The south of France has seen unusually chilly temperatures this winter, with reports suggesting this could be the new normal.
Woolly hats, coats, scarves and gloves are a strange sight at this time of year along the Côte d’Azur. A light jacket is normally all that is needed to keep warm under the winter sun. Not this year. Temperatures in the region are currently 6 to 7 degrees below average.
It’s a completely different picture from January 2020. The water may have only been 13 degrees, but it was warm enough to enjoy a quick dip in the neighbouring Var region. According to Météo France, of all the temperatures recorded that year, the 10th highest was in Toulon. 2019 was also the hottest year on record for the entirety of the Côte d’Azur.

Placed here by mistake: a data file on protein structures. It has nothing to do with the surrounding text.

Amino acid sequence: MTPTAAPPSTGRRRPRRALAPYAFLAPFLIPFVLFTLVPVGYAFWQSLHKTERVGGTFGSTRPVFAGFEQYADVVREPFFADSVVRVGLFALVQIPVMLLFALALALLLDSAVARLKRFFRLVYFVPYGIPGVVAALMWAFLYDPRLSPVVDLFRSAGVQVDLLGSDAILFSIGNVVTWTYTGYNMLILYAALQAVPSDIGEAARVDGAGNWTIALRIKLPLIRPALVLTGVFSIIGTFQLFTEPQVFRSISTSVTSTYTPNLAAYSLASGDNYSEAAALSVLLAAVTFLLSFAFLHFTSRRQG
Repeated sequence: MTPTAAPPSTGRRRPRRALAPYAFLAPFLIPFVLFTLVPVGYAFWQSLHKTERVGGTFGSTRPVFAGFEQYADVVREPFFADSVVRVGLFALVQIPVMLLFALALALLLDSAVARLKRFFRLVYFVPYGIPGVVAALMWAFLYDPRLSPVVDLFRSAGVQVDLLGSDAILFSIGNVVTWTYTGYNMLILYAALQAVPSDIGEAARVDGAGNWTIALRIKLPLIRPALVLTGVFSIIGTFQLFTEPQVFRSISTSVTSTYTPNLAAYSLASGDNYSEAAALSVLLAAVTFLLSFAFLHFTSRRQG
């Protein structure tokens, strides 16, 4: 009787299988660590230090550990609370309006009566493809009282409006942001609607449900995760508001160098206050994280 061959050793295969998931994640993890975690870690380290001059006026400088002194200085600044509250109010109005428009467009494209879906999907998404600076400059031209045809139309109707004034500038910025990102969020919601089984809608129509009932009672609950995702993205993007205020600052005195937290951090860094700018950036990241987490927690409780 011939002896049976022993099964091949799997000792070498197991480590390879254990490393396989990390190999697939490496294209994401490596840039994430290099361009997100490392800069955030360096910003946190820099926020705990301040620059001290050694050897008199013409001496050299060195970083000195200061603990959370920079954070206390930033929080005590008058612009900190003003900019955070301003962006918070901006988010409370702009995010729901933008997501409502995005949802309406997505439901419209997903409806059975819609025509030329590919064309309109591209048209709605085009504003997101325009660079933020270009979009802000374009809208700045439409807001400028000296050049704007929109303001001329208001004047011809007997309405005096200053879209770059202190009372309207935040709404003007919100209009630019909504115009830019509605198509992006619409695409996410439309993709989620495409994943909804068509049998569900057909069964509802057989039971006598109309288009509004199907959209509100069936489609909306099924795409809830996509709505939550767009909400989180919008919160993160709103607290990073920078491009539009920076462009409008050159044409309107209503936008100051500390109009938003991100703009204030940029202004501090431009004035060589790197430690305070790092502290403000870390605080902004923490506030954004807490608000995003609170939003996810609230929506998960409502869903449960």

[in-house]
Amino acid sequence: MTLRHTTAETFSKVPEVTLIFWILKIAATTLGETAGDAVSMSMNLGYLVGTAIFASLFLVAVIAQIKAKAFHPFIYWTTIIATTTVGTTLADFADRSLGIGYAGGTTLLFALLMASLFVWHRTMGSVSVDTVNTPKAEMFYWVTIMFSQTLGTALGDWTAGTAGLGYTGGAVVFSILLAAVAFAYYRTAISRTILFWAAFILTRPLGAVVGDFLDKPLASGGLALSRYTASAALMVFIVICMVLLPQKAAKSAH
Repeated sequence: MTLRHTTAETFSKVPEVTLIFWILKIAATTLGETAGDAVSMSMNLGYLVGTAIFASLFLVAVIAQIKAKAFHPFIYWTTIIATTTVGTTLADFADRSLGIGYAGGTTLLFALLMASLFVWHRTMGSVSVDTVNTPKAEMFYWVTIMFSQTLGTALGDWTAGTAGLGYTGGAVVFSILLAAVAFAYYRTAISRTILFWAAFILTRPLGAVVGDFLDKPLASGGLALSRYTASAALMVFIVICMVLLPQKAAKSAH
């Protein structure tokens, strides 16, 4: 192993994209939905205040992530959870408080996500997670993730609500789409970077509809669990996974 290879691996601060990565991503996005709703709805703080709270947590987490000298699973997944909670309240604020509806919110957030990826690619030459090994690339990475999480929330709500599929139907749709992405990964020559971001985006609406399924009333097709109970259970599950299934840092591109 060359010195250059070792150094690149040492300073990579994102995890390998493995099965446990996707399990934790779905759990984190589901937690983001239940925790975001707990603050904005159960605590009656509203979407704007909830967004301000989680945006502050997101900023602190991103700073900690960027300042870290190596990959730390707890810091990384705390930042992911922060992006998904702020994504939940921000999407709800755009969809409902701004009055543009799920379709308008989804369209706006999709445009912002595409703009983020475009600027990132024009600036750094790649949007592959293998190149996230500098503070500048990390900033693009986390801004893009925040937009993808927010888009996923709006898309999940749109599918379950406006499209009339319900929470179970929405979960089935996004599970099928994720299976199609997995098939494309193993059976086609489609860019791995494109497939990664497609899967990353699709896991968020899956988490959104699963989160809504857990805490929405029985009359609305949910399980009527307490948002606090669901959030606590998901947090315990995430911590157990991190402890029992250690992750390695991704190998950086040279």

Air from the North Pole and Russia
The French Riviera is susceptible to two different types of cold. Weather expert Paul Marquis explains the difference: “Arctic maritime air comes from the North Pole, from the north-west. It’s a moist air, it’s humid. Continental air comes from Russia. It’s much drier and that is what we are experiencing along the coastline at the moment.” This continental air occurs every three years.
Whether a die-hard dipper or not, should you be making the most of these unusually cooler temperatures? Not particularly. They are unlikely to be a one off. The Report on the State of the Environment and the Development of the Mediterranean (SoED 2020), published last November, declared that even the Mediterranean population is at risk from climate change.